The browser was, as usual, pretty spot on. It “reflowed” text into readable chunks on zoom, but I found a few jitters when looking at “content rich” sites, especially when zooming in or moving around. For a dual-core 1GHz CPU I expected a bit more smoothness, but it seemed to struggle a little when zooming in and out on “heavy” sites. The browser allows multiple tabbed browsing, text selection, sharing and a range of settings to clear the cache or set your homepage. The settings also include the ability to turn off plugins such as Adobe Flash, which in my mind should be disabled to make the browsing experience better.
The on-screen keyboard here on the Xperia P is actually really good, and let’s not forget that you can switch your phone around to get a larger keyboard “footprint”. There’s also a range of other keyboards within the Google Play store but we found the default on to be perfectly fine and the word-prediction system to be pretty useful indeed.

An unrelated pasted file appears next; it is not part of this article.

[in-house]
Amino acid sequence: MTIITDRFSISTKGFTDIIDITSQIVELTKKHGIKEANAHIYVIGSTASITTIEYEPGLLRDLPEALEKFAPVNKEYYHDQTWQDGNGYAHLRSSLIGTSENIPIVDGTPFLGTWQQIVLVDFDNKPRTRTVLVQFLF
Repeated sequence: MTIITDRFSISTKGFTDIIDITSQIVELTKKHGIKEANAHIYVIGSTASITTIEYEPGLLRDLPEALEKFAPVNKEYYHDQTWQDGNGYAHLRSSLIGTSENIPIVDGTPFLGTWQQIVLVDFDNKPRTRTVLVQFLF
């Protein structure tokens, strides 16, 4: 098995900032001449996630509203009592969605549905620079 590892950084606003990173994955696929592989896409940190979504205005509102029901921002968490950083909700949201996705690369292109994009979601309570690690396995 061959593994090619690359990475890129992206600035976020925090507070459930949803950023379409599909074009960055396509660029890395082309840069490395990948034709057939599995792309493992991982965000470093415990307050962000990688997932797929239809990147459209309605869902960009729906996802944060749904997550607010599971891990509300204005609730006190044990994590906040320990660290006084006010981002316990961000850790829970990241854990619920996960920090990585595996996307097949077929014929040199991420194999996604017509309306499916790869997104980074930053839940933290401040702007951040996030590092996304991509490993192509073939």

As I mentioned earlier, Sony haven’t really freaked about with the interface too much, although there are a number of very nice widgets which are very well done. You can see a few below..
The Xperia P is, if I’m honest, easy to overlook. I say that with the greatest of respect, but most smartphone buyers can easily be lulled into buying a super-powerful handset. Sony Mobile have successfully cast of the Ericsson brand and should be proud of these handsets. Sure, the lack of a microSD card and a dual-core CPU which sneezes a bit at hefty websites could be a deal-breaker, but if you want to trim down your expenditure and get a slightly cheaper smartphone, this is definitely one to consider. Great styling, good software tweaks and an all-round pleasant experience.
[showphones handsetid=’Sony Xperia P black’ number=’5′]
As is usual with our reviews, we have a few shots that we just can’t fit in, so if you’d like to see all the images we took for this review, click on..